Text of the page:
The latest incident I could find any information on took place in 2007. While Indonesian President Susilo Bambang Yudhoyono was presiding over a government ceremony during the 14th National Family Day event in Ambon, a group of people entered the place, performed a traditional dance, and waved flags of the Republic of South Maluku. For Jakarta, this was a major embarrassment, and a year later, a court sentenced the leader of the independence movement to life in prison. We have seen in other episodes that Southeast Asian conflicts often don’t have a definite ending date, so it’s too early to tell if this is the last we have heard from the Moluccan separatists. Now that we’ve gotten ahead of the narrative, end footnote.
Because of all the previously mentioned unrest, Habibie backed down in early 1999, and allowed elections for both East Timor and the country as a whole. This was way ahead of schedule; new elections were not required until 2003. When the national election took place in June, it showed that the party Suharto founded, Golkar, had lost its teeth; instead of getting at least 70 percent of the vote, as it always did in the past, it pulled in just over 20 percent. Megawati Sukarnoputri’s Indonesian Democratic Party came in first place, but it had a third of the votes, not a majority. In fact, because forty-eight parties had participated, no one got a majority. As for East Timor, Habibie declared that it should not leave Indonesia, but to nobody’s surprise, the East Timorese overwhelmingly voted to secede in September. Pro-integration militias trained and paid by Jakarta immediately resorted to a scorched earth policy that killed thousands and left most of the territory’s infrastructure ruined. This caused foreigners to put pressure on Habibie, until he allowed a United Nations peacekeeping force to enter East Timor and restore order. From here it was a small step for East Timor to become completely independent, but that’s a topic best saved until this podcast runs an episode about East Timor; look for that in the near future.
Every five years, the Indonesian constitution requires the president to deliver a speech called the presidential accountability report. That was due in 1999, but when Habibie gave the report, it was rejected by the parliament, largely because he had not fought hard enough to keep East Timor. As a result, Habibie announced he would step down. Megawati Sukarnoputri was expected to succeed Habibie, because she was the daughter of former president Sukarno and because of her party’s showing in the recent election, but the other parties put together a large enough coalition to keep her from becoming president. The coalition rallied behind Abdurrahman Wahid, the candidate of the largest Islamic party, Nahdlatul Ulama, so on October 20, 1999, Wahid was sworn in as president, and Megawati was sworn in as vice president.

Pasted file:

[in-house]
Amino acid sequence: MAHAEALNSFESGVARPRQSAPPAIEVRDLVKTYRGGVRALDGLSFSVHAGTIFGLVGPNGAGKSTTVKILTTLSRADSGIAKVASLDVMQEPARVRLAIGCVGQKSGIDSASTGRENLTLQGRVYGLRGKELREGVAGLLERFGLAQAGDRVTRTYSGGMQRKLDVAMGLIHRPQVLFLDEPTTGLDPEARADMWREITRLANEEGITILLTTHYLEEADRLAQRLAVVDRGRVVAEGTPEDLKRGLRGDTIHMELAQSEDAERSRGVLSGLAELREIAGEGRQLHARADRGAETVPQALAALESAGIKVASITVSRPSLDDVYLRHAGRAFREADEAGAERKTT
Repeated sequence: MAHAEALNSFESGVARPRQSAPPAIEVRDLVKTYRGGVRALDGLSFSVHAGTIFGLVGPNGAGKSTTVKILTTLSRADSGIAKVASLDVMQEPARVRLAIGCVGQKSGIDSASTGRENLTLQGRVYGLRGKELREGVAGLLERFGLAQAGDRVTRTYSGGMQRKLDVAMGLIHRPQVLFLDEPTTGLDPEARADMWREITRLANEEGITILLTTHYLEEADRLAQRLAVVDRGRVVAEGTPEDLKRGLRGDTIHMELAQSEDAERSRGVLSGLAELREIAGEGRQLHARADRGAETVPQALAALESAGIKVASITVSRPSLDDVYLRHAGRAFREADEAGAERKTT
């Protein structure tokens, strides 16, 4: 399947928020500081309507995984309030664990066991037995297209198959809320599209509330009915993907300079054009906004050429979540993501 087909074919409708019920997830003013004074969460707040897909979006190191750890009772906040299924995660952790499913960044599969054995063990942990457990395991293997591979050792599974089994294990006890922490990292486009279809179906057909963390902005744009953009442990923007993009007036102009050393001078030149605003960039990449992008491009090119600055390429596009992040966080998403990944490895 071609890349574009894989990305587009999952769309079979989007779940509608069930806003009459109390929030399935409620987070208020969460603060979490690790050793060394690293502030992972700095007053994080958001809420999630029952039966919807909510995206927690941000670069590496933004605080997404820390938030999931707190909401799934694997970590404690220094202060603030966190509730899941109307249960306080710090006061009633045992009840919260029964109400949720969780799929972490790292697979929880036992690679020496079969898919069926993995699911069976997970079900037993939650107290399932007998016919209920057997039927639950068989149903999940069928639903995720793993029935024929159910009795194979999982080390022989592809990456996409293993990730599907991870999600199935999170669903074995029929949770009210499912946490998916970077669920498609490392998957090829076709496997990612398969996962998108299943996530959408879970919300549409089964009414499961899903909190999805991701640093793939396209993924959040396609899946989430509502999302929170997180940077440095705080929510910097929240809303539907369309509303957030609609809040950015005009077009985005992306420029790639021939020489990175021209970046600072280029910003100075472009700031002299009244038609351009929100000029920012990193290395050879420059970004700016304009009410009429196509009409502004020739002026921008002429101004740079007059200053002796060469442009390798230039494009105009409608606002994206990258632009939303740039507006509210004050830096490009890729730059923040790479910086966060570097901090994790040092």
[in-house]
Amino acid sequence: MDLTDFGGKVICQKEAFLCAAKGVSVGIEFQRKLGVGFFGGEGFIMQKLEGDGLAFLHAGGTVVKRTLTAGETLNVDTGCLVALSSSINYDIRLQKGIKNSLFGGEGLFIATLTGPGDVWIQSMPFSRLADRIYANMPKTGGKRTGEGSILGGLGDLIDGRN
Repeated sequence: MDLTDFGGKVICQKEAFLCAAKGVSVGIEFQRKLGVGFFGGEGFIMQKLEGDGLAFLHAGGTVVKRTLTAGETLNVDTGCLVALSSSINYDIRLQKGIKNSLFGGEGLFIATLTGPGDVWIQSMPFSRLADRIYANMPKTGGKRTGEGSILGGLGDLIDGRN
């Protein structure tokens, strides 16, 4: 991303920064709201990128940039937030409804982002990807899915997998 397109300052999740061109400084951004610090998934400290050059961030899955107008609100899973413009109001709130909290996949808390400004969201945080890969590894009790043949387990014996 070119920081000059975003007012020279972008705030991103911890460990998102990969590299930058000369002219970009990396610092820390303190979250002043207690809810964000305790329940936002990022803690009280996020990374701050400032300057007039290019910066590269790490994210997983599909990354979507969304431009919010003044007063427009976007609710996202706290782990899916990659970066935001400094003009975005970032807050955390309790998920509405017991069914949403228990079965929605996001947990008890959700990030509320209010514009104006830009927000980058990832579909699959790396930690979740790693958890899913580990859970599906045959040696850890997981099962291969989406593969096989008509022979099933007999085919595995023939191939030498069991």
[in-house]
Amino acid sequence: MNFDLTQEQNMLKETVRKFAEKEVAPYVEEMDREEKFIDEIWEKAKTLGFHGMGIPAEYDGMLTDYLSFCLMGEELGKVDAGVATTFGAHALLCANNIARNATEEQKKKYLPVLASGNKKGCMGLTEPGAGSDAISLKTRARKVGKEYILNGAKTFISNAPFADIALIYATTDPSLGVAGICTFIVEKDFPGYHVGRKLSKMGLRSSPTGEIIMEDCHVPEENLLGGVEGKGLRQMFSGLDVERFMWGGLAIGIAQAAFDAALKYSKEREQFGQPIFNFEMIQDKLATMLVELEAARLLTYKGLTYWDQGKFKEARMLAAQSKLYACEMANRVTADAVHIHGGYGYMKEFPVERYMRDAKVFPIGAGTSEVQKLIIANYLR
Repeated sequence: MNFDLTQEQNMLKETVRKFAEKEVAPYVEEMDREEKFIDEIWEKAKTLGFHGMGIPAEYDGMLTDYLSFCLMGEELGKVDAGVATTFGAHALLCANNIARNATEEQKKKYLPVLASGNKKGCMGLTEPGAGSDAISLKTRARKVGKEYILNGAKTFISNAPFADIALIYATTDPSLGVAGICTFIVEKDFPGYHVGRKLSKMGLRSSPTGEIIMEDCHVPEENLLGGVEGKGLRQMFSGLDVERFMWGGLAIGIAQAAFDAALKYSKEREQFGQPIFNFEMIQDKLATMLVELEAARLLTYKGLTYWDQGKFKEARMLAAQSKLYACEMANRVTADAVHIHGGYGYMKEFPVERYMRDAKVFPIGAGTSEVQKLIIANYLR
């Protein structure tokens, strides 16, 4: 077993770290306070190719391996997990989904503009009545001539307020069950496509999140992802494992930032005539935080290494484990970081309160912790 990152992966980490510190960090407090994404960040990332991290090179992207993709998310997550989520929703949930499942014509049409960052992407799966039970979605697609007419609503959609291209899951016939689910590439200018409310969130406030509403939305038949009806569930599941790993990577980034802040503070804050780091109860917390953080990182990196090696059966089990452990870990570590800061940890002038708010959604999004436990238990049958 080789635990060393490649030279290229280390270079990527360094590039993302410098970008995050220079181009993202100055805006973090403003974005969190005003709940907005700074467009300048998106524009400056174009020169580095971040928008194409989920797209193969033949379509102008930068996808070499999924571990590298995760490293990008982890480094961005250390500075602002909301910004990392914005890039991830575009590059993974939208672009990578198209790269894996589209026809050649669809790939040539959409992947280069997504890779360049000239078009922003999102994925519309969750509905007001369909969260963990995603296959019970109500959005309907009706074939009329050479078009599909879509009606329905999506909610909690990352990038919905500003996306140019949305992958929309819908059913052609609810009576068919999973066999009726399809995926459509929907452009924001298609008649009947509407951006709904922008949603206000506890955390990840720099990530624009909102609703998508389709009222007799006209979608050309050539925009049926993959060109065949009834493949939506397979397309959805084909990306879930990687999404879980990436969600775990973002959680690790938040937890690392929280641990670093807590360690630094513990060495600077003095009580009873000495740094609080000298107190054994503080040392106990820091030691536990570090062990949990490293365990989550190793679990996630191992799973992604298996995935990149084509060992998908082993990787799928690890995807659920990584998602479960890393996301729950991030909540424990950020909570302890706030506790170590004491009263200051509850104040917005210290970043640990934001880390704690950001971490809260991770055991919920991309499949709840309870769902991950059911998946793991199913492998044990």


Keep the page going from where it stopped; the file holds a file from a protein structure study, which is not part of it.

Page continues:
And now here is another long podcast footnote, to wrap up the career of Habibie. Back in the 1950s, Habibie went to college in Europe, first in the Netherlands, then finishing in West Germany. He received an engineer’s degree, and worked for the German company Messerschmitt-Bölkow-Blohm until Suharto invited him to come back to Indonesia in 1974. After his return, he ran more than one high-tech enterprise, and in 1978 he was appointed to the Cabinet as State Minister of Research and Technology. He held this post, and also that of Chair of Agency for the Assessment and Application of Technology, for twenty years, until 1998, when he became vice president.
That interest in technology explains something I heard about Habibie while he was president — he was the first head of state anywhere to have his own home page on the Internet. Sure, by the late 1990s there were websites about other government leaders, but those were government websites; if you wanted to learn about the president of the United States, for instance, you would go to the official White House website, WhiteHouse.gov, rather than to a homepage the president had personally set up. For those too young to remember the Internet in those days, I’ll let you know that before the 1990s, only computer scientists had even heard of the Internet. It was after the 1990s began, that computer technology became user-friendly enough for the masses to get on the Internet; in my case, I started going online in 1997. Well, Habibie started working on his website while he was a Cabinet member; unfortunately I don’t know if he did the HTML coding himself, or if he got a computer nerd to do it for him. Later, when he was president, a senior aide noted that he would use the Internet, quote, “late at night to read foreign publications and communicate by email.” End quote.
The website’s URL was habibie.ristek.go.id/ . Unfortunately it is no longer accessible, presumably because Habibie is no longer president, and he died in 2019. I tried going to Archive.org, the website that saves copies of webpages that don’t exist anymore. Archive.org didn’t save much; all it had was a single page that showed a plain grey background, the initials “BJH,” and a MIDI file named Lagu, that played an easy-listening tune. However, I found an old CNN article, dated November 30, 2000, that described what else used to be on the site. Quote: